Indian Journal of PsychiatryIndian Journal of Psychiatry
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Year : 2019  |  Volume : 61  |  Issue : 2  |  Page : 184-191

Short test of mental status in the detection of mild cognitive impairment in India

1 Department of Psychology, University of Calcutta, Kolkata, West Bengal, India
2 Department of Applied Mathematics, University of Calcutta, Kolkata, West Bengal, India
3 Clinical Psychology Centre of University of Calcutta, Kolkata, West Bengal, India

Correspondence Address:
Dr. Sanjukta Das
Department of Psychology, University of Calcutta, 92, A. P. C. Road, Kolkata - 700 009, West Bengal
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Source of Support: None, Conflict of Interest: None

DOI: 10.4103/psychiatry.IndianJPsychiatry_145_18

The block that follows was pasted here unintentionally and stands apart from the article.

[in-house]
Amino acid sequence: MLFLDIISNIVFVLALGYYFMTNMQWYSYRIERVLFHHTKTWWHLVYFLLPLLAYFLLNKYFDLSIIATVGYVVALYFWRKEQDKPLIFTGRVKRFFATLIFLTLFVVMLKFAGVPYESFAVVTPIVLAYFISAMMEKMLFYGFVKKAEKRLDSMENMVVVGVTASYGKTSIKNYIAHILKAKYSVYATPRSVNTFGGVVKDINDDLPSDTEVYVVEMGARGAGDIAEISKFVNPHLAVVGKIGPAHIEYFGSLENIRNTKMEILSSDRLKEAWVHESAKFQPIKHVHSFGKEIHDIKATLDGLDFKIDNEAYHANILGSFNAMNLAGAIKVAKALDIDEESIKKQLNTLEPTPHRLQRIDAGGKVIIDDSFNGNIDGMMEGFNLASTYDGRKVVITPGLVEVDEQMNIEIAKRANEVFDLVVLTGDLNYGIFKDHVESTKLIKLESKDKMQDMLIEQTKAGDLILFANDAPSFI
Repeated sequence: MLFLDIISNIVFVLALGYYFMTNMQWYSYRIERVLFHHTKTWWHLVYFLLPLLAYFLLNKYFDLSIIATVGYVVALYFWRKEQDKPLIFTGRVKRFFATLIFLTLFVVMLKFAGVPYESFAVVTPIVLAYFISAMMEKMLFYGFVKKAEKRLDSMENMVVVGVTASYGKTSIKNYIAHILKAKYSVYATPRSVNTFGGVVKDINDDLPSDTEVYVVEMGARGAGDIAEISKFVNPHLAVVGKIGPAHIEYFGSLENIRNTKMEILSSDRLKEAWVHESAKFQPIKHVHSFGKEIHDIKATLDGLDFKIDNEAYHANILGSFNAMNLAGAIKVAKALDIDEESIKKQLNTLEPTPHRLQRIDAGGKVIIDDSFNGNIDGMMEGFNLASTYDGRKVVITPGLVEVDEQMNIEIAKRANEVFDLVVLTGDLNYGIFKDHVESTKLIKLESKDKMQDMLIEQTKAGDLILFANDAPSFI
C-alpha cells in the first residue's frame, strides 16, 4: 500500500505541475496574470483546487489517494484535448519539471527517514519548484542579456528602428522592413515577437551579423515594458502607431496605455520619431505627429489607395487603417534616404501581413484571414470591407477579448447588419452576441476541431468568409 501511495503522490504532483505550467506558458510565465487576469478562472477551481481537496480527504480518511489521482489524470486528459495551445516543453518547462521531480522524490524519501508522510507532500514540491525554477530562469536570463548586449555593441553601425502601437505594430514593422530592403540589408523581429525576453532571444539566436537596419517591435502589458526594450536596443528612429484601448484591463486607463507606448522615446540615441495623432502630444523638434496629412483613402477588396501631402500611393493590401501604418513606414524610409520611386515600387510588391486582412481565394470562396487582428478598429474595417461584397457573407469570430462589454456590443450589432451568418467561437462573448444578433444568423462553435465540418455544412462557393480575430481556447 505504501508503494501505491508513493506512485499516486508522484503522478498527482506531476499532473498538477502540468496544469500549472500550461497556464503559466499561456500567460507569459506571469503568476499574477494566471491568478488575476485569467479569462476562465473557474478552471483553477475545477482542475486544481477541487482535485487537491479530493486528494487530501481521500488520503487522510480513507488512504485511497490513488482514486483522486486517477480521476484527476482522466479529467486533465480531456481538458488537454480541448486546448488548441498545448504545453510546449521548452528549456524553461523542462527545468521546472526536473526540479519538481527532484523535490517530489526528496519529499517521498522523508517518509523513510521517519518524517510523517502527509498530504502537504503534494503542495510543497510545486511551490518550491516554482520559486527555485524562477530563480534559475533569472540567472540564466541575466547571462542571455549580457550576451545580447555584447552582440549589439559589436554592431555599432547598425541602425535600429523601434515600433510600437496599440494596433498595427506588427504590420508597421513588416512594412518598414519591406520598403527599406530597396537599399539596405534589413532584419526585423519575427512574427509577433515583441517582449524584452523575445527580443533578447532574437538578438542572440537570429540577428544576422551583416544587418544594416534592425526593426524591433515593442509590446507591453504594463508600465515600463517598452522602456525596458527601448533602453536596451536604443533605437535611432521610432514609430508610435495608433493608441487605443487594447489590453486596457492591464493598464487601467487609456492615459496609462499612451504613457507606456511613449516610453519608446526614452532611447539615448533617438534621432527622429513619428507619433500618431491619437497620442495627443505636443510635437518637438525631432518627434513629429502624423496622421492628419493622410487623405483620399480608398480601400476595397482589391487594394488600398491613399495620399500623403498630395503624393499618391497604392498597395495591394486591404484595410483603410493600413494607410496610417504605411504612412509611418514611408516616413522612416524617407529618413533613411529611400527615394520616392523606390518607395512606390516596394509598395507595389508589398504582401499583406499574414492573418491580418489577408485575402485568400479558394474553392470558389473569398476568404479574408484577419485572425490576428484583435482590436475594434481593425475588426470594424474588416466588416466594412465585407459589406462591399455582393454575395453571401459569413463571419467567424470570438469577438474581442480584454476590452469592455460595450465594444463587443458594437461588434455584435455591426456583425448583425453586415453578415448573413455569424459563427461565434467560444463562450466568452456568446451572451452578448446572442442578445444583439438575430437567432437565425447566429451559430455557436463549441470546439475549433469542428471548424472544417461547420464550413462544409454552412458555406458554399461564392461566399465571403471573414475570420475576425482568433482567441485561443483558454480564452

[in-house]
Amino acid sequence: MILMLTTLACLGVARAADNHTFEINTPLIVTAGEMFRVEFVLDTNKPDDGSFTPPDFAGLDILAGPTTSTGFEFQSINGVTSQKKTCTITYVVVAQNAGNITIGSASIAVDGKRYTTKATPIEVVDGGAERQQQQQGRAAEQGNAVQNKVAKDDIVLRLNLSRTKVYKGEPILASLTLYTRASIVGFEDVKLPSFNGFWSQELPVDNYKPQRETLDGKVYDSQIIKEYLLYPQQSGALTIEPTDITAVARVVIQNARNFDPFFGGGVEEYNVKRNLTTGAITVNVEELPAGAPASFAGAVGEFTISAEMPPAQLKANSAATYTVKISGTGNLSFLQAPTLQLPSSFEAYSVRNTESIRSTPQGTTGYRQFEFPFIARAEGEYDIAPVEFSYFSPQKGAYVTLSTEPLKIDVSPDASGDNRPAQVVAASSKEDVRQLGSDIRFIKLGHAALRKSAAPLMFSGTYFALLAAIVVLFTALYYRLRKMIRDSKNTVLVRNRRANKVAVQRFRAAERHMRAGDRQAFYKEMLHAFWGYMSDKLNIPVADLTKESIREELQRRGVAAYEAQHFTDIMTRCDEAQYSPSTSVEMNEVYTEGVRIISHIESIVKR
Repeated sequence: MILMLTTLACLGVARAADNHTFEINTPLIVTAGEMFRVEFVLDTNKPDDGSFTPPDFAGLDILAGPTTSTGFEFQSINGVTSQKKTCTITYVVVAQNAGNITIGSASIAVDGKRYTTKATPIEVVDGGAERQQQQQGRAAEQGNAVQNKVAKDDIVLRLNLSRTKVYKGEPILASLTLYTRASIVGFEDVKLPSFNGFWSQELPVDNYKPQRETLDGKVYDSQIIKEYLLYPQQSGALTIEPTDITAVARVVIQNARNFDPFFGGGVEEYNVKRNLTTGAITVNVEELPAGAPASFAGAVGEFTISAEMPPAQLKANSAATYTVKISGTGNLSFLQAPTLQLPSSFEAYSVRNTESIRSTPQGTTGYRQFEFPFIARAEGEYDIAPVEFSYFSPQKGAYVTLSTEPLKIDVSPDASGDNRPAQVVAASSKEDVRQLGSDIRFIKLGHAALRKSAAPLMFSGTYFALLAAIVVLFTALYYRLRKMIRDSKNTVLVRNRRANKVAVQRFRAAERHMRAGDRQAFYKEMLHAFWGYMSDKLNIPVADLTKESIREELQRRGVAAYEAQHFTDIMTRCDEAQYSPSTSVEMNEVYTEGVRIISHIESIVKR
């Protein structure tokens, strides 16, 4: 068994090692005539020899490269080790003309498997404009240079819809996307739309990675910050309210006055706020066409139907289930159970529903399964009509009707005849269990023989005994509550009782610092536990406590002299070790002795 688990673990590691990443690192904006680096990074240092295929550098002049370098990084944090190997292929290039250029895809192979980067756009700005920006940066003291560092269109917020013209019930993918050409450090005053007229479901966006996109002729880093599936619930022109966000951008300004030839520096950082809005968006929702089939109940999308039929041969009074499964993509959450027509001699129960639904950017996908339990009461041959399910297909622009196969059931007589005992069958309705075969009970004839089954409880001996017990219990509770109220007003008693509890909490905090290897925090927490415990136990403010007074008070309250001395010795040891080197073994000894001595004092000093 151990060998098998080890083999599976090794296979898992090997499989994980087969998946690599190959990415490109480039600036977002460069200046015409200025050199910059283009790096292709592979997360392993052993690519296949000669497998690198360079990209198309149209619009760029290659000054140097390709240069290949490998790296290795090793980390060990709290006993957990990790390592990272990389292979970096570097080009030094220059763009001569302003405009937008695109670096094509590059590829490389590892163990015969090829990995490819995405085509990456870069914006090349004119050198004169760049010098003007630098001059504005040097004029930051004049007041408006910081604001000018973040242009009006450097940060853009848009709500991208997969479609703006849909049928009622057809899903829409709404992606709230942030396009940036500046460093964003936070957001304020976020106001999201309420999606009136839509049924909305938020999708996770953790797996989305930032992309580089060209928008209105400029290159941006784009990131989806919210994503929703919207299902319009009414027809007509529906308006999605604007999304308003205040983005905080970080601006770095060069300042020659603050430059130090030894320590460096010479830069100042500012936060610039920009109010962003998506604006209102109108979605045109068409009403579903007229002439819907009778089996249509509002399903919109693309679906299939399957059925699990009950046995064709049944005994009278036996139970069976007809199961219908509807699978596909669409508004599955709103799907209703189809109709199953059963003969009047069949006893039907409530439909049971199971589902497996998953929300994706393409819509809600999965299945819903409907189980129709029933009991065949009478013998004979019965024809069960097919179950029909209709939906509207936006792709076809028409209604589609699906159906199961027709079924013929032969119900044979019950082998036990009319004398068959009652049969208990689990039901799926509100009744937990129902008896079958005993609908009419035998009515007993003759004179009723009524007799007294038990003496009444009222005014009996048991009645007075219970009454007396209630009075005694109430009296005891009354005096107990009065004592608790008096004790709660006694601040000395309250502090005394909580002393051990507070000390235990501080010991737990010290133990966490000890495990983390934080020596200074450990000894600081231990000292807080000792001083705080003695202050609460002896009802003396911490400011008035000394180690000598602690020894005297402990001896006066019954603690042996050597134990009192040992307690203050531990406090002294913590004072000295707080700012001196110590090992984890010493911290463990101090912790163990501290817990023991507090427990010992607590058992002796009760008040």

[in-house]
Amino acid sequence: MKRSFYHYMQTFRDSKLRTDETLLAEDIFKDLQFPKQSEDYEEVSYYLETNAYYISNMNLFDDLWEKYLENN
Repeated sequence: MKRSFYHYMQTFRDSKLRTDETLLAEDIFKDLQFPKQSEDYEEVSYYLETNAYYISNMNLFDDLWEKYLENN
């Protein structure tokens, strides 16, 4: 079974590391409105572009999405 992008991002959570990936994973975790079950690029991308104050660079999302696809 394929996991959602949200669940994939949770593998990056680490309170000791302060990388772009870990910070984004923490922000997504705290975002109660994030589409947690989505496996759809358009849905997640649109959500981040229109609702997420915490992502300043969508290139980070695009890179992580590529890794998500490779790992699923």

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Context: Mild cognitive impairment (MCI) is an under-diagnosed health problem in the community. Cognitive screening tools are widely used for MCI detection, but many of them lack sensitivity and specificity in MCI detection. On the basis of literature review, Short test of mental status (STMS) was selected for the present purpose. Aims: The present study purports to standardize STMS for using as a cognitive screening tool in MCI detection in the community-living elderly people in Kolkata. Materials and Methods: Data were collected from 102 community-living elderly people from the city of Kolkata using the purposive method of sampling. MCI was diagnosed using the Peterson's criteria of MCI as the gold standard. A semi-structured demographic proforma, clock-drawing test (CDT), and the Groningen Activity Restriction Scale (GARS) were used for the purpose. Finally, STMS was administered. Statistical Analysis: Statistical computation was done using the SPSS 21. Descriptive statistics, receiver operating curve analysis, and binary logistic regression were used for statistical analysis of the data. Results and Conclusion: STMS emerged as a sensitive and specific cognitive screening tool in the detection of MCI in the current cultural setting. It was also found to be more suited for the purpose than CDT. A score of 34.5 with a sensitivity of 97.5 and a specificity of 90.3% were selected for the optimum cutoff score for the detection of MCI in the present population. With a unit increase in STMS score, the odds of getting diagnosed with MCI were found to be reduced by 48.5%.



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